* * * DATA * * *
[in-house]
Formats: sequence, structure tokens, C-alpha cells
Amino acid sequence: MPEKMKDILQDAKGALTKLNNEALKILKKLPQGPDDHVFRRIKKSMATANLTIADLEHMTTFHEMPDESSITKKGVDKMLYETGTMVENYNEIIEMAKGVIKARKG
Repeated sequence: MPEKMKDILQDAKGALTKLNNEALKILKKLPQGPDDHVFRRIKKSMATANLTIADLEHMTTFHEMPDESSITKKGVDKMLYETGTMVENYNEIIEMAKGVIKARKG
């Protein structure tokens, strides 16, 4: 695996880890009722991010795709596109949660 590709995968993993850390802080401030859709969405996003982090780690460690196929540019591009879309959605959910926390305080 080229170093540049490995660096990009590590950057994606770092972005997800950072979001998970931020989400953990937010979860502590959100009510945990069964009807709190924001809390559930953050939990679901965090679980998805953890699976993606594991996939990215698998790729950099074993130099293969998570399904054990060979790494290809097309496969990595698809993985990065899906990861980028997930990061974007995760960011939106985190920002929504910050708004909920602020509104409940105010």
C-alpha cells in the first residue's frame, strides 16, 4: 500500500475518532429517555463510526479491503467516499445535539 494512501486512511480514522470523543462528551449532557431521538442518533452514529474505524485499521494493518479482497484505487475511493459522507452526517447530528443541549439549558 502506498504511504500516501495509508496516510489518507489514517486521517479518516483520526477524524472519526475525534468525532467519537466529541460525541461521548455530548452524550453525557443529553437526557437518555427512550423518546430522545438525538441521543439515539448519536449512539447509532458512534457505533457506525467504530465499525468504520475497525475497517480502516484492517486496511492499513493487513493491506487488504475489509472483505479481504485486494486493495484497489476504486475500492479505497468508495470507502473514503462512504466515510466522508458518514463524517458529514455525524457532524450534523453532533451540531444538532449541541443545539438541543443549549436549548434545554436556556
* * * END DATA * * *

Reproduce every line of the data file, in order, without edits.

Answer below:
[in-house]
Formats: sequence, structure tokens, C-alpha cells
Amino acid sequence: MPEKMKDILQDAKGALTKLNNEALKILKKLPQGPDDHVFRRIKKSMATANLTIADLEHMTTFHEMPDESSITKKGVDKMLYETGTMVENYNEIIEMAKGVIKARKG
Repeated sequence: MPEKMKDILQDAKGALTKLNNEALKILKKLPQGPDDHVFRRIKKSMATANLTIADLEHMTTFHEMPDESSITKKGVDKMLYETGTMVENYNEIIEMAKGVIKARKG
């Protein structure tokens, strides 16, 4: 695996880890009722991010795709596109949660 590709995968993993850390802080401030859709969405996003982090780690460690196929540019591009879309959605959910926390305080 080229170093540049490995660096990009590590950057994606770092972005997800950072979001998970931020989400953990937010979860502590959100009510945990069964009807709190924001809390559930953050939990679901965090679980998805953890699976993606594991996939990215698998790729950099074993130099293969998570399904054990060979790494290809097309496969990595698809993985990065899906990861980028997930990061974007995760960011939106985190920002929504910050708004909920602020509104409940105010």
C-alpha cells in the first residue's frame, strides 16, 4: 500500500475518532429517555463510526479491503467516499445535539 494512501486512511480514522470523543462528551449532557431521538442518533452514529474505524485499521494493518479482497484505487475511493459522507452526517447530528443541549439549558 502506498504511504500516501495509508496516510489518507489514517486521517479518516483520526477524524472519526475525534468525532467519537466529541460525541461521548455530548452524550453525557443529553437526557437518555427512550423518546430522545438525538441521543439515539448519536449512539447509532458512534457505533457506525467504530465499525468504520475497525475497517480502516484492517486496511492499513493487513493491506487488504475489509472483505479481504485486494486493495484497489476504486475500492479505497468508495470507502473514503462512504466515510466522508458518514463524517458529514455525524457532524450534523453532533451540531444538532449541541443545539438541543443549549436549548434545554436556556